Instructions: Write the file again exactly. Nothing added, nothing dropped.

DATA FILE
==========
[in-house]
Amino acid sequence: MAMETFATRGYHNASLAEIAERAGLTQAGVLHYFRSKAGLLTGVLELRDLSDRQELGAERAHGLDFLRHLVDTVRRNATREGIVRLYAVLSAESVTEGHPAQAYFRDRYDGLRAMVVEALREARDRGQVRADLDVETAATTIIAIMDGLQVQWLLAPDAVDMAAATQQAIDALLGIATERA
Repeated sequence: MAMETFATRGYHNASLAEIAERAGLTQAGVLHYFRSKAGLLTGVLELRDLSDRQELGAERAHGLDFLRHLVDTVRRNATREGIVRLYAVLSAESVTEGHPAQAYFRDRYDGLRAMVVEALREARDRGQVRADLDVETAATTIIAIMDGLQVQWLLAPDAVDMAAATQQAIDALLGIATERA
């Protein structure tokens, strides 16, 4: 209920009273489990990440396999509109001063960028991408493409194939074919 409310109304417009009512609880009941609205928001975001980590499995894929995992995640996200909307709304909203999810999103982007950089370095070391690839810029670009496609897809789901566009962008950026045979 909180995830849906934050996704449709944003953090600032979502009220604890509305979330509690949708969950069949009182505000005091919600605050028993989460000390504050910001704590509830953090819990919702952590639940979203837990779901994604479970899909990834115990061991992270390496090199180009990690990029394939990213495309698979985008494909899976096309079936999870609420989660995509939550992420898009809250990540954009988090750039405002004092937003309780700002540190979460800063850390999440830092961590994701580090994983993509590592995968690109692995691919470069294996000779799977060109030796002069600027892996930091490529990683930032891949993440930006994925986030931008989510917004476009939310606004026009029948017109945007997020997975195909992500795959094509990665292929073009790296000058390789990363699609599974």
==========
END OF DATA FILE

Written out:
[in-house]
Amino acid sequence: MAMETFATRGYHNASLAEIAERAGLTQAGVLHYFRSKAGLLTGVLELRDLSDRQELGAERAHGLDFLRHLVDTVRRNATREGIVRLYAVLSAESVTEGHPAQAYFRDRYDGLRAMVVEALREARDRGQVRADLDVETAATTIIAIMDGLQVQWLLAPDAVDMAAATQQAIDALLGIATERA
Repeated sequence: MAMETFATRGYHNASLAEIAERAGLTQAGVLHYFRSKAGLLTGVLELRDLSDRQELGAERAHGLDFLRHLVDTVRRNATREGIVRLYAVLSAESVTEGHPAQAYFRDRYDGLRAMVVEALREARDRGQVRADLDVETAATTIIAIMDGLQVQWLLAPDAVDMAAATQQAIDALLGIATERA
């Protein structure tokens, strides 16, 4: 209920009273489990990440396999509109001063960028991408493409194939074919 409310109304417009009512609880009941609205928001975001980590499995894929995992995640996200909307709304909203999810999103982007950089370095070391690839810029670009496609897809789901566009962008950026045979 909180995830849906934050996704449709944003953090600032979502009220604890509305979330509690949708969950069949009182505000005091919600605050028993989460000390504050910001704590509830953090819990919702952590639940979203837990779901994604479970899909990834115990061991992270390496090199180009990690990029394939990213495309698979985008494909899976096309079936999870609420989660995509939550992420898009809250990540954009988090750039405002004092937003309780700002540190979460800063850390999440830092961590994701580090994983993509590592995968690109692995691919470069294996000779799977060109030796002069600027892996930091490529990683930032891949993440930006994925986030931008989510917004476009939310606004026009029948017109945007997020997975195909992500795959094509990665292929073009790296000058390789990363699609599974």